Schwinn (Pacific) - Tango @ $549
There are some others, but for the most part the entry-level offerings are all similar products that are fine for the type of riding you describe. The frames are not light but they are durable and will outlast most of the components. It's critical to be sure these types of bikes are functioning properly when you take delivery and that you take them back to the dealer for what is usually a free 60 day / 50 mile tune-up as attention to derailleur, brake, and bearing adjustments will be needed during the break-in period. So long as these preventative maintenance tasks are taken care of, including your own bike cleaning and chain-lube routine, most "teething pains" will be quickly resolved and these bikes will remain somewhat trouble-free so long as they are used for the intended purpose.
As for taking on the more challenging terrain, the somewhat more expensive ($1100) models would be lighter, have better wheels, and wider gear ranges that do lend themselves to more adventurous outings. Again, nothing at this price point is going to be "chi-chi" or high-end, but with a regular maintenance program these bikes will certainly meet the needs of any family that isn't racking up 1,000 of miles of riding per year. Once you start getting into the mega-miles, it just makes sense to start looking at used, low-end models of tandems from Cannondale or Burley that have sealed bearings on the bottom brackets, wheel hubs, and headsets. The following is what I'd call a "best value" and a GREAT first tandem, assuming it would be the right size for the captain (no relationship or personal interest mind you...).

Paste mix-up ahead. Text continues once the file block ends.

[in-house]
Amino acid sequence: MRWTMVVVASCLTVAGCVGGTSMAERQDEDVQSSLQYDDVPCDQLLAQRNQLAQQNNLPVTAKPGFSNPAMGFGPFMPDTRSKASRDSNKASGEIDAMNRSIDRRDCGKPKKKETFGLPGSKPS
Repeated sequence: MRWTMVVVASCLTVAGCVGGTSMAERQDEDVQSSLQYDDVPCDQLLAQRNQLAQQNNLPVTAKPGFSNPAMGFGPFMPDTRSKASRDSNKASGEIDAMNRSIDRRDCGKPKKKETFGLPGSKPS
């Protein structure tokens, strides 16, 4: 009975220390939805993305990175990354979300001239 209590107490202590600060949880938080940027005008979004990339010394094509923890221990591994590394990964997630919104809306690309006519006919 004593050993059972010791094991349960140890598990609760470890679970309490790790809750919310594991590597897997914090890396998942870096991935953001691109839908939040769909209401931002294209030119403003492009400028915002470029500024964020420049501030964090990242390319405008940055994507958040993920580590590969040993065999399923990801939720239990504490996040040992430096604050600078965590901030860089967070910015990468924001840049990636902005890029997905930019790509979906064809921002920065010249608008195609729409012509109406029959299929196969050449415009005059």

FOR SALE 12/07/03: 2002 Cannondale R1000 Size M/S - Horizontal TT length captain is 21.5"/54.6cm, horizontal TT length stoker is 27.1"/68.8cm for more details see: http://www.cannondale.com/bikes/03/geo-13.html This tandem is Nantucket Green. We've ridden it about 3000 miles and have decided to upgrade. This tandem comes with the following non-stock components- Ultegra Crankset,Thomson Stem and Seatpost, Continental Tires, XT Cassette. Asking $1,200. I live in the Boston area and can deliver the bike via car in the New England area. Otherwise buyer pays shipping. See links for pictures: http://www.stompnground.com/bikepics/tandem_001.jpg
Home Phone: 508-650-1945
As for long-distance purchases, your cost estimate on shipping is in the ballpark and the assembly fees also sound reasonable. If you have a good LBS where you know the owner or manager(s), your best bet is to work out a deal where the tandem will be shipped to their shop vs. your residence which will save a few bucks on the shipping, plus it gives them the ability to check-out the bike for you as part of the acceptance end of the deal. Most small shops that I've frequented don't mind offering this kind of service for a nominal fee in the hopes that their good service will bring you back for your accessories, clothing, and future maintenance needs.
Keep us posted on your progress....